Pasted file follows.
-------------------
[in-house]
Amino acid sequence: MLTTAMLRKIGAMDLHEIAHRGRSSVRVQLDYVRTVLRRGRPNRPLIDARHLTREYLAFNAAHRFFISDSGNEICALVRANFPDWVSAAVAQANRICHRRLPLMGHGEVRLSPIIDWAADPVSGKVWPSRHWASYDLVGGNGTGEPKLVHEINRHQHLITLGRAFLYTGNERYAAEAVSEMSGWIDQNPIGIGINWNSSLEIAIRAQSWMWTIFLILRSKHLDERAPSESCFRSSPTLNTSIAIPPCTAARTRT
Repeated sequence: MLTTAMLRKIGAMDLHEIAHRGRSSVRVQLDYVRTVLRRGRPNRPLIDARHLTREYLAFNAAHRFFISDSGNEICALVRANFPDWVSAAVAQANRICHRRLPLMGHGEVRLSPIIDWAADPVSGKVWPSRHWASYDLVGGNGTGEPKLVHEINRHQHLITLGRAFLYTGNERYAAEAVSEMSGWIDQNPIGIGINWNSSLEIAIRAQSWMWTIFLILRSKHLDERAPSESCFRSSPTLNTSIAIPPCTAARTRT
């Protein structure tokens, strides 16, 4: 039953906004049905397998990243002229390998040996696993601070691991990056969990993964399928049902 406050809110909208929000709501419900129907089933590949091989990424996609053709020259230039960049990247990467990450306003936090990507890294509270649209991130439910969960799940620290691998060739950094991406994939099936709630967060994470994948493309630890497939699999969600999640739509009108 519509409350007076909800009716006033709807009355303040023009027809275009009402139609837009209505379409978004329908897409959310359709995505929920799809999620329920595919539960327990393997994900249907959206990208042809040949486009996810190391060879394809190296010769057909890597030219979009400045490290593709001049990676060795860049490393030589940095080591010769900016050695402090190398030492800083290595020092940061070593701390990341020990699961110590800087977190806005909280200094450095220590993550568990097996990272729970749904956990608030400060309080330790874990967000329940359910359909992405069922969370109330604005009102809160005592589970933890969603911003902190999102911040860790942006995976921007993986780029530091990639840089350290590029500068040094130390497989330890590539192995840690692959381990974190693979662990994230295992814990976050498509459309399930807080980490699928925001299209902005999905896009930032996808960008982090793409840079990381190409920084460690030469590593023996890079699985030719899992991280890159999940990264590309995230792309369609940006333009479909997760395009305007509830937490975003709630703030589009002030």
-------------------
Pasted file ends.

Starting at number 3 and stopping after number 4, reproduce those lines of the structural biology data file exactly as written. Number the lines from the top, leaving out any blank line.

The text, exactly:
Repeated sequence: MLTTAMLRKIGAMDLHEIAHRGRSSVRVQLDYVRTVLRRGRPNRPLIDARHLTREYLAFNAAHRFFISDSGNEICALVRANFPDWVSAAVAQANRICHRRLPLMGHGEVRLSPIIDWAADPVSGKVWPSRHWASYDLVGGNGTGEPKLVHEINRHQHLITLGRAFLYTGNERYAAEAVSEMSGWIDQNPIGIGINWNSSLEIAIRAQSWMWTIFLILRSKHLDERAPSESCFRSSPTLNTSIAIPPCTAARTRT
């Protein structure tokens, strides 16, 4: 039953906004049905397998990243002229390998040996696993601070691991990056969990993964399928049902 406050809110909208929000709501419900129907089933590949091989990424996609053709020259230039960049990247990467990450306003936090990507890294509270649209991130439910969960799940620290691998060739950094991406994939099936709630967060994470994948493309630890497939699999969600999640739509009108 519509409350007076909800009716006033709807009355303040023009027809275009009402139609837009209505379409978004329908897409959310359709995505929920799809999620329920595919539960327990393997994900249907959206990208042809040949486009996810190391060879394809190296010769057909890597030219979009400045490290593709001049990676060795860049490393030589940095080591010769900016050695402090190398030492800083290595020092940061070593701390990341020990699961110590800087977190806005909280200094450095220590993550568990097996990272729970749904956990608030400060309080330790874990967000329940359910359909992405069922969370109330604005009102809160005592589970933890969603911003902190999102911040860790942006995976921007993986780029530091990639840089350290590029500068040094130390497989330890590539192995840690692959381990974190693979662990994230295992814990976050498509459309399930807080980490699928925001299209902005999905896009930032996808960008982090793409840079990381190409920084460690030469590593023996890079699985030719899992991280890159999940990264590309995230792309369609940006333009479909997760395009305007509830937490975003709630703030589009002030």